Alhambra Customer Journey Experience Disaster, the myndset digital strategy

 ”People who purchase discounted tickets must certify that they are eligible to this discount.”

Notwithstanding the English mistake (eligible for, not to this discount…), this was a very ‘convenient’ answer. As Bill Maher said in his rather sharp-tongued show (Episode 326), this is a case of small print service. For starters, the text of “discounted tickets” is not exactly how I would have labelled tickets for kids. And, most importantly, the terminology doesn’t exactly make clear that certification means waiting in line (in stifling heat) along with everyone else needing to purchase tickets at the booth. If we had access to the data, I’d love to see what proportion of people purchase “discounted tickets”?

The moral of the story:

Had Alhambra management properly thought through the customer journey — of what must be a fairly common customer group (parents with children) — they would have made some or all of the following adjustments:

  1. At a minimum, clearly warn customers online of the need to queue to show proof of age
  2. At the automatic kiosk at the entrance, provide a warning message that tells customers that the presence of ‘discount tickets’ means you will need to wait in line…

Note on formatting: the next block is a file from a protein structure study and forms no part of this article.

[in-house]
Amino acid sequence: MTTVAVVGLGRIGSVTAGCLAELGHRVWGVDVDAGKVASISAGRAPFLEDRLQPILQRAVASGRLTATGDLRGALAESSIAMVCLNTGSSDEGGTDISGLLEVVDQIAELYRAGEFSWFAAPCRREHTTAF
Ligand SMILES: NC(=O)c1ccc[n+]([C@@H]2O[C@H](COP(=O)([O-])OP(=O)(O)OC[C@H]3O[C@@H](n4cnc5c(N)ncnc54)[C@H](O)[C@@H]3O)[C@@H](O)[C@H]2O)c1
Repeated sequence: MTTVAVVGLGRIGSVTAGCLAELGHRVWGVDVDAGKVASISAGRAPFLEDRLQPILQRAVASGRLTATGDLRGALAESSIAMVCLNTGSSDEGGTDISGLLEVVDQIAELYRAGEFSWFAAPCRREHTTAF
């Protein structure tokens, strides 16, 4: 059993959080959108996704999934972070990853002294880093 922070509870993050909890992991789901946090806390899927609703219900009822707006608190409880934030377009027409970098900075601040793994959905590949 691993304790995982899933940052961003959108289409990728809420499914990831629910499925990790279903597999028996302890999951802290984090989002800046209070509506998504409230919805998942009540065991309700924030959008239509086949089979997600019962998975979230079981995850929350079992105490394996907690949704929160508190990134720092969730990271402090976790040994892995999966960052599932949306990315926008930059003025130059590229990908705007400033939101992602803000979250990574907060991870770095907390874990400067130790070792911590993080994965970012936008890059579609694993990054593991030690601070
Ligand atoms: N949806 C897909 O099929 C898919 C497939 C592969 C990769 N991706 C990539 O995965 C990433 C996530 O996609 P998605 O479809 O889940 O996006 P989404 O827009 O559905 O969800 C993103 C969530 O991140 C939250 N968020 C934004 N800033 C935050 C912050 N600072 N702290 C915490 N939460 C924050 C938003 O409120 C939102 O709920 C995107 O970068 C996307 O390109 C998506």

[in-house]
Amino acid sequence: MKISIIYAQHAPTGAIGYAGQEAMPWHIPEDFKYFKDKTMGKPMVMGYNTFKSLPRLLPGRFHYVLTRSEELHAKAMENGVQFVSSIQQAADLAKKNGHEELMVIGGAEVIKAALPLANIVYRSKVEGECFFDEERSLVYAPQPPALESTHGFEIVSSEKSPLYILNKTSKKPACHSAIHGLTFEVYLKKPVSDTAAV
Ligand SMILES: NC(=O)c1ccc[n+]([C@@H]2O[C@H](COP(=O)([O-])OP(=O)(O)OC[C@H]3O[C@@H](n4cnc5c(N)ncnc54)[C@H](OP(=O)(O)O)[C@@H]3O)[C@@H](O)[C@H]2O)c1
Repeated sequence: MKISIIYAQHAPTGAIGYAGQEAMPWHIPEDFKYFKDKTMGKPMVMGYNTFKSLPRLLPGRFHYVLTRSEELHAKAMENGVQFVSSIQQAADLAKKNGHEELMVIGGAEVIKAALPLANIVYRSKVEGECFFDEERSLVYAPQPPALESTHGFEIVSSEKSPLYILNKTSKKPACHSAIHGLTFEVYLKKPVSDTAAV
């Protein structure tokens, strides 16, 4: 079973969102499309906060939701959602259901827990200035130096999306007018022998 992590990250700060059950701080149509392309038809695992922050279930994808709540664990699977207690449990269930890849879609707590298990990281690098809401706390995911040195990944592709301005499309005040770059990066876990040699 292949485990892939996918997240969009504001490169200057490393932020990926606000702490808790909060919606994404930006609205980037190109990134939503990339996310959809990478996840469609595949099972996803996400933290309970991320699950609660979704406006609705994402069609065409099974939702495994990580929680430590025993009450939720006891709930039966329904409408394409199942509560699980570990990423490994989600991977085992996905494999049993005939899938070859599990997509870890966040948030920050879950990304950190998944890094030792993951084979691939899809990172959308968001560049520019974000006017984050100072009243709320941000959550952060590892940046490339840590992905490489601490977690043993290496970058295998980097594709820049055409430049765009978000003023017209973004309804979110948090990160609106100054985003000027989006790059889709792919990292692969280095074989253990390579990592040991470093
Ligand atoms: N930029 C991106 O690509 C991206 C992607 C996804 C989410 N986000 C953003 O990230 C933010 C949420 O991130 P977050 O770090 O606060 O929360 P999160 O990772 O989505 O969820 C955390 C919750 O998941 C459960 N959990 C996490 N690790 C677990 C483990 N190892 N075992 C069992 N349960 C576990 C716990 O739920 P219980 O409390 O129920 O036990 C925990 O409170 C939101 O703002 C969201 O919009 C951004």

3. Educate all staff on the policy and, ideally, offer customer service
  4. Create a separate line to treat the age or “discount” issue (ex: have an alert go off for a security guard to verify at the turnstile).

And, on a separate note, it might be worth warning people that the Alhambra site is not handicap friendly, another customer group that is surely interested in visiting. Of note, there is a ‘discount price’ at -33% for the disabled. The Alhambra Practical Guide section is bereft of any consideration for the physically impaired unlike, for example the Metropolitan Museum in NY. If the Alhambra campus is not handicap friendly, then at least say so! There is no FAQ whatsoever and, when I finally found mention of people with disabilities, it was again snuck away on the bottom of another page (here).

Mapping the customer journey

For all sorts of organizations faced with the digital transformation of their business, the exercise of walking in the customers’ shoes and experiencing the customer journey through the off- and online components will serve to help improve the customer experience. Of course, the first port of call is having the mindset to actually want to provide a good customer experience. Ideally, the folks sitting in the Alhambra back office will take stock of this post and other online gripes. {Please take note, Alhambra management!} But, for all others who are dealing with the issues of digital transformation and digital integration, the main message is to take note of the importance to map out clearly the customer journey. {Tweet this!}